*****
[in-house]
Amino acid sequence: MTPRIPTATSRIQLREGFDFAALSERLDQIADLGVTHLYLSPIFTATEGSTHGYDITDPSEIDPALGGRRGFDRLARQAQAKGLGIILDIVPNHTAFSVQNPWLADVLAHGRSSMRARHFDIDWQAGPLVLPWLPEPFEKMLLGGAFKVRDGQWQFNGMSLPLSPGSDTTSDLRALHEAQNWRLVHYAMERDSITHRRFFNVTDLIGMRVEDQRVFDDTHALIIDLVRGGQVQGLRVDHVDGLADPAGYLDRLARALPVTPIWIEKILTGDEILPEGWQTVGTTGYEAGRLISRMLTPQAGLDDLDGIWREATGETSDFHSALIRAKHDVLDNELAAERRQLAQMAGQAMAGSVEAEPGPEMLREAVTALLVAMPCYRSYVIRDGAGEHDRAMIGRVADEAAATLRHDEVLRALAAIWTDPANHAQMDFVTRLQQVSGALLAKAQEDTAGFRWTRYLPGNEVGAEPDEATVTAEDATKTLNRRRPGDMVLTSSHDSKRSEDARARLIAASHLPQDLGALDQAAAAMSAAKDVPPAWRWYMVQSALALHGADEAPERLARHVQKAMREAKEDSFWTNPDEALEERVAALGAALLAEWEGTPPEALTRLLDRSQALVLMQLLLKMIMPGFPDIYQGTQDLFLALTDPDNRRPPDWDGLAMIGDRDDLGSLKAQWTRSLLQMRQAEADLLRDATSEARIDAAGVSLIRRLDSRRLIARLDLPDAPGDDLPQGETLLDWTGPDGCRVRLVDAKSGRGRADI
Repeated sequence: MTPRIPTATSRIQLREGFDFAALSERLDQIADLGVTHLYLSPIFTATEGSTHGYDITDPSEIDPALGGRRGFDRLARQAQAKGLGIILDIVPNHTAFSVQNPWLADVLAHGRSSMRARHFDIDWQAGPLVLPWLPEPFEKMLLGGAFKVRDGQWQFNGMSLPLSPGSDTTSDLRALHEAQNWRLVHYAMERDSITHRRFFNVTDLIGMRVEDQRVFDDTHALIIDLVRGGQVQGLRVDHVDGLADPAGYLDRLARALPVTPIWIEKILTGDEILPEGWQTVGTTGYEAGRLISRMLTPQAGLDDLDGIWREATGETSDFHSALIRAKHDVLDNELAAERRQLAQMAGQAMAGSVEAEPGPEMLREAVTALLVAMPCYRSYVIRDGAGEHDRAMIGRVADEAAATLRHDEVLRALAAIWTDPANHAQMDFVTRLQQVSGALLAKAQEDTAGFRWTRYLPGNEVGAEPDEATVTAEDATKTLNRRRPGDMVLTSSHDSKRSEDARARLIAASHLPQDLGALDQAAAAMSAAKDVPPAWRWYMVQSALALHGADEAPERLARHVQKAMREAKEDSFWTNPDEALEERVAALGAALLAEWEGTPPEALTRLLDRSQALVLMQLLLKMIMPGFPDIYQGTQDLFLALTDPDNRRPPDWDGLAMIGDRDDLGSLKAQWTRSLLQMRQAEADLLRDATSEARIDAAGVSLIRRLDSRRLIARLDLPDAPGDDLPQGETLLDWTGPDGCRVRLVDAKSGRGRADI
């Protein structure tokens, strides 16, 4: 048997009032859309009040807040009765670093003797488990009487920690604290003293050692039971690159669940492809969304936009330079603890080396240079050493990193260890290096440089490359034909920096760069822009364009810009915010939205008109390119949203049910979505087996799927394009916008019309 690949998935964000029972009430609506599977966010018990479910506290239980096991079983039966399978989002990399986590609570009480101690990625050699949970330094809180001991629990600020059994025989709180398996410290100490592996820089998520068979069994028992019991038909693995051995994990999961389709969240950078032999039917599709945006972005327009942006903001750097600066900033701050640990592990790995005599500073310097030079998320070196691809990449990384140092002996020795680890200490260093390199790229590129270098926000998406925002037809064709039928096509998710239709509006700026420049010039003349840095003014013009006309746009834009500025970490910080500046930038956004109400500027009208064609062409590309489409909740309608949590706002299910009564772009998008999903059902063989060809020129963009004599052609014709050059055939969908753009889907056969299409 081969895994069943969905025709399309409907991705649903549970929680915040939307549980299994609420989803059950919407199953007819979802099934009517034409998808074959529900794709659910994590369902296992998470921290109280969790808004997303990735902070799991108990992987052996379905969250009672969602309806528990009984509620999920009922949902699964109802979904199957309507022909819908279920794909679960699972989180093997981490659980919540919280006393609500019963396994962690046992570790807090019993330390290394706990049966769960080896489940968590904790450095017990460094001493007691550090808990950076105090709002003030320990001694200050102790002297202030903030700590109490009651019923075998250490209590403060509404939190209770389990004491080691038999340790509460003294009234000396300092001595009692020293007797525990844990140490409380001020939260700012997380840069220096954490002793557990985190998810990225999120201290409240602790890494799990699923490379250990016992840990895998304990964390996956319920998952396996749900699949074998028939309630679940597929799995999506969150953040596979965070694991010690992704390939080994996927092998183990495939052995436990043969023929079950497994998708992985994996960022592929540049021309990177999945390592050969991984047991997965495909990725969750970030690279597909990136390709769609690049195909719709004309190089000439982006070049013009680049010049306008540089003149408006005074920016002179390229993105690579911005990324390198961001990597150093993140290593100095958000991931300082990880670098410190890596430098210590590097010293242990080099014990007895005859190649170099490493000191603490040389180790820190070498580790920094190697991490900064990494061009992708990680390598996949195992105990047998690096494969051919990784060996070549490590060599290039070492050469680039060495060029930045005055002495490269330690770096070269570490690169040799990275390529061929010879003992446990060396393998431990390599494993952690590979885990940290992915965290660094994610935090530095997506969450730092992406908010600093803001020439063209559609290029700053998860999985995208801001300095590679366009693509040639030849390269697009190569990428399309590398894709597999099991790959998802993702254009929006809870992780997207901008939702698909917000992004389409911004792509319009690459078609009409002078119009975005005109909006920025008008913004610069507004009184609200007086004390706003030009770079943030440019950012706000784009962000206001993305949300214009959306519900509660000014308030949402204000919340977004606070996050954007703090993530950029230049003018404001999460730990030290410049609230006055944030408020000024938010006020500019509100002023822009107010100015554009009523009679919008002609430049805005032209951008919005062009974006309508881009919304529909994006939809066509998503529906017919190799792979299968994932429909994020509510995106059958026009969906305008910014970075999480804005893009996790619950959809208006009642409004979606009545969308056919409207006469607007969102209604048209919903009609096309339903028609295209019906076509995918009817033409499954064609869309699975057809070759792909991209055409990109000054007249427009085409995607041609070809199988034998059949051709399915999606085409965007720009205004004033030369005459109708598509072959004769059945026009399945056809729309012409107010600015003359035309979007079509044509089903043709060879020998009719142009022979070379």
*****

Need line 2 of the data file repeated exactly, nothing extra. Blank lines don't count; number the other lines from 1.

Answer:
Amino acid sequence: MTPRIPTATSRIQLREGFDFAALSERLDQIADLGVTHLYLSPIFTATEGSTHGYDITDPSEIDPALGGRRGFDRLARQAQAKGLGIILDIVPNHTAFSVQNPWLADVLAHGRSSMRARHFDIDWQAGPLVLPWLPEPFEKMLLGGAFKVRDGQWQFNGMSLPLSPGSDTTSDLRALHEAQNWRLVHYAMERDSITHRRFFNVTDLIGMRVEDQRVFDDTHALIIDLVRGGQVQGLRVDHVDGLADPAGYLDRLARALPVTPIWIEKILTGDEILPEGWQTVGTTGYEAGRLISRMLTPQAGLDDLDGIWREATGETSDFHSALIRAKHDVLDNELAAERRQLAQMAGQAMAGSVEAEPGPEMLREAVTALLVAMPCYRSYVIRDGAGEHDRAMIGRVADEAAATLRHDEVLRALAAIWTDPANHAQMDFVTRLQQVSGALLAKAQEDTAGFRWTRYLPGNEVGAEPDEATVTAEDATKTLNRRRPGDMVLTSSHDSKRSEDARARLIAASHLPQDLGALDQAAAAMSAAKDVPPAWRWYMVQSALALHGADEAPERLARHVQKAMREAKEDSFWTNPDEALEERVAALGAALLAEWEGTPPEALTRLLDRSQALVLMQLLLKMIMPGFPDIYQGTQDLFLALTDPDNRRPPDWDGLAMIGDRDDLGSLKAQWTRSLLQMRQAEADLLRDATSEARIDAAGVSLIRRLDSRRLIARLDLPDAPGDDLPQGETLLDWTGPDGCRVRLVDAKSGRGRADI